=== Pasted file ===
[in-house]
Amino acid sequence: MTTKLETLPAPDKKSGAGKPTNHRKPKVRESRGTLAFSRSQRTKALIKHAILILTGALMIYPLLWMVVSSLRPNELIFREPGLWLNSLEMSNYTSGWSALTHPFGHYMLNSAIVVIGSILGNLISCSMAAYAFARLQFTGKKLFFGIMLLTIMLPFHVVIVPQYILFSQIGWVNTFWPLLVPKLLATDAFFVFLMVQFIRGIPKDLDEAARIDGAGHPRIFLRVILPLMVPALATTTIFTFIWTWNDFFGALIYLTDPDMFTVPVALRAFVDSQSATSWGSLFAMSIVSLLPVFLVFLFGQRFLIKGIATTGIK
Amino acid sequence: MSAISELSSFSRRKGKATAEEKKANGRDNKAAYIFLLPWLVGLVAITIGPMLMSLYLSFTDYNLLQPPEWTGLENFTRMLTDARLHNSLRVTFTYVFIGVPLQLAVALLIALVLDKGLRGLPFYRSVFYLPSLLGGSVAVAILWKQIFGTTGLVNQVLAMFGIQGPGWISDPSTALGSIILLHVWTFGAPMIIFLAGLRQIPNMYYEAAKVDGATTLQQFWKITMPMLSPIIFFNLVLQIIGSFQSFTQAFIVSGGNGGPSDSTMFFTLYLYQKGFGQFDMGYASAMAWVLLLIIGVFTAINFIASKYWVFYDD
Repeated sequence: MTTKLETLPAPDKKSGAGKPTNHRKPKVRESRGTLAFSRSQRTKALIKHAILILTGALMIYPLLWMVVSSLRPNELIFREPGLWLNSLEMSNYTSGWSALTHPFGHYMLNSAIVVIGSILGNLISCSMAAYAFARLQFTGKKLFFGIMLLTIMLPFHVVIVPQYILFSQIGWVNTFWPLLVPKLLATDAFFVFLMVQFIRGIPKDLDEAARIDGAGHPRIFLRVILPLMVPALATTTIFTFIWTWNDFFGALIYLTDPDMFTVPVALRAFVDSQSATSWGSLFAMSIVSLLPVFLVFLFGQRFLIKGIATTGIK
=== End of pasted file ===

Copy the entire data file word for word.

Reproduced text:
[in-house]
Amino acid sequence: MTTKLETLPAPDKKSGAGKPTNHRKPKVRESRGTLAFSRSQRTKALIKHAILILTGALMIYPLLWMVVSSLRPNELIFREPGLWLNSLEMSNYTSGWSALTHPFGHYMLNSAIVVIGSILGNLISCSMAAYAFARLQFTGKKLFFGIMLLTIMLPFHVVIVPQYILFSQIGWVNTFWPLLVPKLLATDAFFVFLMVQFIRGIPKDLDEAARIDGAGHPRIFLRVILPLMVPALATTTIFTFIWTWNDFFGALIYLTDPDMFTVPVALRAFVDSQSATSWGSLFAMSIVSLLPVFLVFLFGQRFLIKGIATTGIK
Amino acid sequence: MSAISELSSFSRRKGKATAEEKKANGRDNKAAYIFLLPWLVGLVAITIGPMLMSLYLSFTDYNLLQPPEWTGLENFTRMLTDARLHNSLRVTFTYVFIGVPLQLAVALLIALVLDKGLRGLPFYRSVFYLPSLLGGSVAVAILWKQIFGTTGLVNQVLAMFGIQGPGWISDPSTALGSIILLHVWTFGAPMIIFLAGLRQIPNMYYEAAKVDGATTLQQFWKITMPMLSPIIFFNLVLQIIGSFQSFTQAFIVSGGNGGPSDSTMFFTLYLYQKGFGQFDMGYASAMAWVLLLIIGVFTAINFIASKYWVFYDD
Repeated sequence: MTTKLETLPAPDKKSGAGKPTNHRKPKVRESRGTLAFSRSQRTKALIKHAILILTGALMIYPLLWMVVSSLRPNELIFREPGLWLNSLEMSNYTSGWSALTHPFGHYMLNSAIVVIGSILGNLISCSMAAYAFARLQFTGKKLFFGIMLLTIMLPFHVVIVPQYILFSQIGWVNTFWPLLVPKLLATDAFFVFLMVQFIRGIPKDLDEAARIDGAGHPRIFLRVILPLMVPALATTTIFTFIWTWNDFFGALIYLTDPDMFTVPVALRAFVDSQSATSWGSLFAMSIVSLLPVFLVFLFGQRFLIKGIATTGIK